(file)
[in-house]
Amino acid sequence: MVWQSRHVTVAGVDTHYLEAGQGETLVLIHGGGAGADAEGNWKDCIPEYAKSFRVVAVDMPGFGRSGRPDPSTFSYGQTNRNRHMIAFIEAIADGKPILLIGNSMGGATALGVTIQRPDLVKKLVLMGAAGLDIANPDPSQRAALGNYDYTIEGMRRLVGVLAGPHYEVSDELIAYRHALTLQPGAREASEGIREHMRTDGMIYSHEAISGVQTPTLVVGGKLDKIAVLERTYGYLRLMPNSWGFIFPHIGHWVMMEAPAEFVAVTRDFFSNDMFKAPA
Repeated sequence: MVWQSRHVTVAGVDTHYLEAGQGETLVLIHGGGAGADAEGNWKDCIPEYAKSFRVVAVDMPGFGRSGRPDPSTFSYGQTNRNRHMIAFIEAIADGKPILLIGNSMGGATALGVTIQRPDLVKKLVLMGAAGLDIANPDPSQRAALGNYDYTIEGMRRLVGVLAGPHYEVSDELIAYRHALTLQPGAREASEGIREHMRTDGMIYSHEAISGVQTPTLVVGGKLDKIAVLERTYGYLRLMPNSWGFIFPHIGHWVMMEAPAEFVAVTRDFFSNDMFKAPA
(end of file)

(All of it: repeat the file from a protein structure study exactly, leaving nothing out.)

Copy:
[in-house]
Amino acid sequence: MVWQSRHVTVAGVDTHYLEAGQGETLVLIHGGGAGADAEGNWKDCIPEYAKSFRVVAVDMPGFGRSGRPDPSTFSYGQTNRNRHMIAFIEAIADGKPILLIGNSMGGATALGVTIQRPDLVKKLVLMGAAGLDIANPDPSQRAALGNYDYTIEGMRRLVGVLAGPHYEVSDELIAYRHALTLQPGAREASEGIREHMRTDGMIYSHEAISGVQTPTLVVGGKLDKIAVLERTYGYLRLMPNSWGFIFPHIGHWVMMEAPAEFVAVTRDFFSNDMFKAPA
Repeated sequence: MVWQSRHVTVAGVDTHYLEAGQGETLVLIHGGGAGADAEGNWKDCIPEYAKSFRVVAVDMPGFGRSGRPDPSTFSYGQTNRNRHMIAFIEAIADGKPILLIGNSMGGATALGVTIQRPDLVKKLVLMGAAGLDIANPDPSQRAALGNYDYTIEGMRRLVGVLAGPHYEVSDELIAYRHALTLQPGAREASEGIREHMRTDGMIYSHEAISGVQTPTLVVGGKLDKIAVLERTYGYLRLMPNSWGFIFPHIGHWVMMEAPAEFVAVTRDFFSNDMFKAPA